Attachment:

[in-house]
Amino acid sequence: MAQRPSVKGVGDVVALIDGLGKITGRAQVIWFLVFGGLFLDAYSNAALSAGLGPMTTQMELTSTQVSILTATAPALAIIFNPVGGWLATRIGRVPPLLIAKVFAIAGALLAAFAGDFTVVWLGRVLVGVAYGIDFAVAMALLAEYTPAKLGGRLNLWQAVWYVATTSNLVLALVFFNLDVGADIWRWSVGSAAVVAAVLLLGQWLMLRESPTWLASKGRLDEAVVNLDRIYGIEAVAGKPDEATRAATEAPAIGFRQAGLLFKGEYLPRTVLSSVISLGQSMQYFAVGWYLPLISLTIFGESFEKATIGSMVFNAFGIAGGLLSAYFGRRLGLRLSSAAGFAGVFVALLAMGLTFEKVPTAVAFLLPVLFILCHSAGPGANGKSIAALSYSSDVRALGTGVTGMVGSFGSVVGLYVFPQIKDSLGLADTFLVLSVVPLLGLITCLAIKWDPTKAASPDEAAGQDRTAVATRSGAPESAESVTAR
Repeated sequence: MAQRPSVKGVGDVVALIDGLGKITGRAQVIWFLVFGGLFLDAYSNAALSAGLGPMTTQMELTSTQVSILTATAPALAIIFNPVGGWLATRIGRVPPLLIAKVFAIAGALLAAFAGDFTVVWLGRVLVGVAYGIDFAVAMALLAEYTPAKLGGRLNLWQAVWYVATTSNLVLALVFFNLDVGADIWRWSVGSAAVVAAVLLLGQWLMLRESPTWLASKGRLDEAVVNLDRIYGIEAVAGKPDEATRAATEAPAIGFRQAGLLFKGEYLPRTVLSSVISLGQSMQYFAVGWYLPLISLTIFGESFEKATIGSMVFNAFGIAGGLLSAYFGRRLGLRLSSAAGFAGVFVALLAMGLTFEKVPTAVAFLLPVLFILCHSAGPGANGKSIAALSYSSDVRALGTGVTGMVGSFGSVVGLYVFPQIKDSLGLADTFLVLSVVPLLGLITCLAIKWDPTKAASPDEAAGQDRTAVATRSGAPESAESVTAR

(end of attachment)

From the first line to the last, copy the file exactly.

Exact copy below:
[in-house]
Amino acid sequence: MAQRPSVKGVGDVVALIDGLGKITGRAQVIWFLVFGGLFLDAYSNAALSAGLGPMTTQMELTSTQVSILTATAPALAIIFNPVGGWLATRIGRVPPLLIAKVFAIAGALLAAFAGDFTVVWLGRVLVGVAYGIDFAVAMALLAEYTPAKLGGRLNLWQAVWYVATTSNLVLALVFFNLDVGADIWRWSVGSAAVVAAVLLLGQWLMLRESPTWLASKGRLDEAVVNLDRIYGIEAVAGKPDEATRAATEAPAIGFRQAGLLFKGEYLPRTVLSSVISLGQSMQYFAVGWYLPLISLTIFGESFEKATIGSMVFNAFGIAGGLLSAYFGRRLGLRLSSAAGFAGVFVALLAMGLTFEKVPTAVAFLLPVLFILCHSAGPGANGKSIAALSYSSDVRALGTGVTGMVGSFGSVVGLYVFPQIKDSLGLADTFLVLSVVPLLGLITCLAIKWDPTKAASPDEAAGQDRTAVATRSGAPESAESVTAR
Repeated sequence: MAQRPSVKGVGDVVALIDGLGKITGRAQVIWFLVFGGLFLDAYSNAALSAGLGPMTTQMELTSTQVSILTATAPALAIIFNPVGGWLATRIGRVPPLLIAKVFAIAGALLAAFAGDFTVVWLGRVLVGVAYGIDFAVAMALLAEYTPAKLGGRLNLWQAVWYVATTSNLVLALVFFNLDVGADIWRWSVGSAAVVAAVLLLGQWLMLRESPTWLASKGRLDEAVVNLDRIYGIEAVAGKPDEATRAATEAPAIGFRQAGLLFKGEYLPRTVLSSVISLGQSMQYFAVGWYLPLISLTIFGESFEKATIGSMVFNAFGIAGGLLSAYFGRRLGLRLSSAAGFAGVFVALLAMGLTFEKVPTAVAFLLPVLFILCHSAGPGANGKSIAALSYSSDVRALGTGVTGMVGSFGSVVGLYVFPQIKDSLGLADTFLVLSVVPLLGLITCLAIKWDPTKAASPDEAAGQDRTAVATRSGAPESAESVTAR